Here’s a chart from the OBR that I really don’t like:
Total public sector spending and receipts (OBR)
I don’t mean to attack the OBR here, which I think generally does decent work. I’ve seen this sort of chart reproduced by all sorts of otherwise reputable people. But it is horribly misleading. It’s not that there is anything wrong in the chart. It’s just that the way it’s constructed and the patterns that jump out at you feed a narrative that is both wrong and pervasive.
Try looking at the chart without reading any of the text. What do you see? A blue line and a yellow line that jump around a lot but sort of follow each other; and two points where the blue line shoots up. And what’s that blue thing that shoots up? Public spending.
Except public spending didn’t actually shoot up. These two points are the biggest recessions in modern history, and while recessions do lead to increased spending thanks to automatic stabilisers, they mainly lead to lower GDP. That’s kind of the definition of a recession.
The chart shows the ratios of spending and receipts to GDP. In many situations this is the best way to think about spending and receipts, but in this case it leads to a visual representation of the right data that tells the wrong story. The blue line shoots up even though spending doesn’t; and the yellow line stays the same even though tax receipts have collapsed.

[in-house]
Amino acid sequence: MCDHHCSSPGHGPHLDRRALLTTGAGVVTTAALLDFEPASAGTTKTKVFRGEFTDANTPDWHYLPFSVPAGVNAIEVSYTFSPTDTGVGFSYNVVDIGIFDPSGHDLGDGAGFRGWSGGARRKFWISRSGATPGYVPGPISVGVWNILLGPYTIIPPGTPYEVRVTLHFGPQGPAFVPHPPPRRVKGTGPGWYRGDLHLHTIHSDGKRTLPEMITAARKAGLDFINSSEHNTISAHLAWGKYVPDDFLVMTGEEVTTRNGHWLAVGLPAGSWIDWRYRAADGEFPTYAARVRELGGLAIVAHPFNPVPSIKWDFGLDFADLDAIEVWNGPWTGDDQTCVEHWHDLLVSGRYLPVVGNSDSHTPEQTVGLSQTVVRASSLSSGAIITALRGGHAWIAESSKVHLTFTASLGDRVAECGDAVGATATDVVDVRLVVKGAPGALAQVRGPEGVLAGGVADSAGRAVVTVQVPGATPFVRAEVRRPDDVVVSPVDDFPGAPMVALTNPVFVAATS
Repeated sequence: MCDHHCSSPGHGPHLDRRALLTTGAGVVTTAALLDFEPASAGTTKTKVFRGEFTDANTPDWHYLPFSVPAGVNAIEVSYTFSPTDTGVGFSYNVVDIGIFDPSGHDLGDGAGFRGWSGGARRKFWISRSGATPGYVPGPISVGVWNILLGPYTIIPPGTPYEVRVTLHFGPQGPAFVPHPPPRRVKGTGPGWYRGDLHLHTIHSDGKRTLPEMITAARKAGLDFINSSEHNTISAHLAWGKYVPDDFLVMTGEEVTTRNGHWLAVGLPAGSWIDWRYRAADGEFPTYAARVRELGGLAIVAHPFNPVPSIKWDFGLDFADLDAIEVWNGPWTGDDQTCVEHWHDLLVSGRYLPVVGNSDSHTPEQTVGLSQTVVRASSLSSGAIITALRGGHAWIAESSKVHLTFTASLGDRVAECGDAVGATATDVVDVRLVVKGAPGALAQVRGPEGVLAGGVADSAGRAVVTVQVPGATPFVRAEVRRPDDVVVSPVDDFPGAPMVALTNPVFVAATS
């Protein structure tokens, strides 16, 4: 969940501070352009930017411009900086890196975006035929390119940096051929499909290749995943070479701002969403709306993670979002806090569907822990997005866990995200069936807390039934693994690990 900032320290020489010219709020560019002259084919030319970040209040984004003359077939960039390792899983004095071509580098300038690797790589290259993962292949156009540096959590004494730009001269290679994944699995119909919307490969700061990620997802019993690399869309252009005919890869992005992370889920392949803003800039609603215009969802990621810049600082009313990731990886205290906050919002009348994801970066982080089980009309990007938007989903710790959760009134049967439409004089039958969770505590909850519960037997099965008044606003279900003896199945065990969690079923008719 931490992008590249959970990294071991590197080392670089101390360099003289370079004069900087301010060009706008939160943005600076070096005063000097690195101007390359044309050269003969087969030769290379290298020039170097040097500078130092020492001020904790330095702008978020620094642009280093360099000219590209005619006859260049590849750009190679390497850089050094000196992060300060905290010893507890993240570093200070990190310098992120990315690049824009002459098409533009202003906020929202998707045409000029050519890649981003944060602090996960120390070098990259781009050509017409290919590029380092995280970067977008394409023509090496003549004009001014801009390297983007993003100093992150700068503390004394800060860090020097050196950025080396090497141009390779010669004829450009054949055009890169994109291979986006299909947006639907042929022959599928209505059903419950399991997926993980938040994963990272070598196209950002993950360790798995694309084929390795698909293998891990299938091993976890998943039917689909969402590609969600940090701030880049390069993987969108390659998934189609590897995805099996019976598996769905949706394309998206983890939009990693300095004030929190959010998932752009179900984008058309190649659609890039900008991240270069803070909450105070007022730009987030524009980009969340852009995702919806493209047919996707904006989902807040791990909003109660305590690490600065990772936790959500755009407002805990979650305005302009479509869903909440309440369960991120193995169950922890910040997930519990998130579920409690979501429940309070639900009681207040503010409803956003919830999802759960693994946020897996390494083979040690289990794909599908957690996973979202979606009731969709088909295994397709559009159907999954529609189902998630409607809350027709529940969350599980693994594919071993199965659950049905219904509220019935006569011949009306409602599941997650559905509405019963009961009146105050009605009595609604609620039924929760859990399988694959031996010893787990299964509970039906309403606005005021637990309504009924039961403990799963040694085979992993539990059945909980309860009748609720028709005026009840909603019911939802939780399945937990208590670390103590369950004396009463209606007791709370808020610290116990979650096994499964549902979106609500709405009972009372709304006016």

This may sound obvious and, of course, the people who make these charts know all of this. But when the government and large sections of the media are pushing a narrative that public sector spending was and is out of control, communicating the facts clearly is important.
So how could we do this better? Something along these lines would be a good start:
UK public finances and GDP
This chart shows spending, receipts and GDP in real terms (13/14 prices), as well as total public debt as a share of GDP[i]. This shows three important things about the recent financial crisis that we can’t easily get from the OBR chart.
- Although spending rose a bit relative to trend when the financial crisis hit, the much more pronounced effect was that receipts collapsed. This was a more important cause of the deficit.
- The reason for the collapse in receipts was a collapse in GDP. Receipts broadly follow GDP, since government policy pretty much directly sets what proportion of total output is collected in taxes. Spending policy (at least in the short term) is set in pounds, so it doesn’t follow GDP as closely.
- Public debt was a lower proportion of GDP on the eve of the financial crisis than it was a decade earlier when Labour came to power.
This stuff is all pretty basic, but this narrative is largely missing from the mainstream media and instead confined to economics blogs. Maybe this is because of media bias or ignorance. But maybe it’s also partly because we aren’t doing a good enough job of presenting the data that we have.
[i] As I said, it’s usually a good thing to think about public finances as a share of GDP, except when it’s not.